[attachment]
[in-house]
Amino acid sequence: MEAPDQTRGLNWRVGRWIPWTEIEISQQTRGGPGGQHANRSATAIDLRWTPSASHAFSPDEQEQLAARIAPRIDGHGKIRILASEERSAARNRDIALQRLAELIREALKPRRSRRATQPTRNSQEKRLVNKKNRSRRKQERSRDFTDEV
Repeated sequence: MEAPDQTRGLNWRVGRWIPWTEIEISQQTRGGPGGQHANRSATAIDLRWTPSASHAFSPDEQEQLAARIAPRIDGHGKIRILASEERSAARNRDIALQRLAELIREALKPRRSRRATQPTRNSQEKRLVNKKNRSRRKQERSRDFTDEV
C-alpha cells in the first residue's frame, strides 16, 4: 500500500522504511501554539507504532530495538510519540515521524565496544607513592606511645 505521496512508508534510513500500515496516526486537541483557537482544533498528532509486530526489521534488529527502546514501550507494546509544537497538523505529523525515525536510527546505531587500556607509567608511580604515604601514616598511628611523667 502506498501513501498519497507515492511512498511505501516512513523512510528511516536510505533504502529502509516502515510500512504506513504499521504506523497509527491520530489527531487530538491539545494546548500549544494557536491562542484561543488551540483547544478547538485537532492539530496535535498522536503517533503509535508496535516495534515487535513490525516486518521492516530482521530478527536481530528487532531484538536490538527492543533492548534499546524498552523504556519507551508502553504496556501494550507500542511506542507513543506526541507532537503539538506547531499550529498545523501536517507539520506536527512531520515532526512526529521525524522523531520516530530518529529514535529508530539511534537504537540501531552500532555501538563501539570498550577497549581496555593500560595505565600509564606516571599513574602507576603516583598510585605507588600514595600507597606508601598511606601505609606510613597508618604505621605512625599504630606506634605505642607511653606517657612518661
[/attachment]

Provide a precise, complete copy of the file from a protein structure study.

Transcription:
[in-house]
Amino acid sequence: MEAPDQTRGLNWRVGRWIPWTEIEISQQTRGGPGGQHANRSATAIDLRWTPSASHAFSPDEQEQLAARIAPRIDGHGKIRILASEERSAARNRDIALQRLAELIREALKPRRSRRATQPTRNSQEKRLVNKKNRSRRKQERSRDFTDEV
Repeated sequence: MEAPDQTRGLNWRVGRWIPWTEIEISQQTRGGPGGQHANRSATAIDLRWTPSASHAFSPDEQEQLAARIAPRIDGHGKIRILASEERSAARNRDIALQRLAELIREALKPRRSRRATQPTRNSQEKRLVNKKNRSRRKQERSRDFTDEV
C-alpha cells in the first residue's frame, strides 16, 4: 500500500522504511501554539507504532530495538510519540515521524565496544607513592606511645 505521496512508508534510513500500515496516526486537541483557537482544533498528532509486530526489521534488529527502546514501550507494546509544537497538523505529523525515525536510527546505531587500556607509567608511580604515604601514616598511628611523667 502506498501513501498519497507515492511512498511505501516512513523512510528511516536510505533504502529502509516502515510500512504506513504499521504506523497509527491520530489527531487530538491539545494546548500549544494557536491562542484561543488551540483547544478547538485537532492539530496535535498522536503517533503509535508496535516495534515487535513490525516486518521492516530482521530478527536481530528487532531484538536490538527492543533492548534499546524498552523504556519507551508502553504496556501494550507500542511506542507513543506526541507532537503539538506547531499550529498545523501536517507539520506536527512531520515532526512526529521525524522523531520516530530518529529514535529508530539511534537504537540501531552500532555501538563501539570498550577497549581496555593500560595505565600509564606516571599513574602507576603516583598510585605507588600514595600507597606508601598511606601505609606510613597508618604505621605512625599504630606506634605505642607511653606517657612518661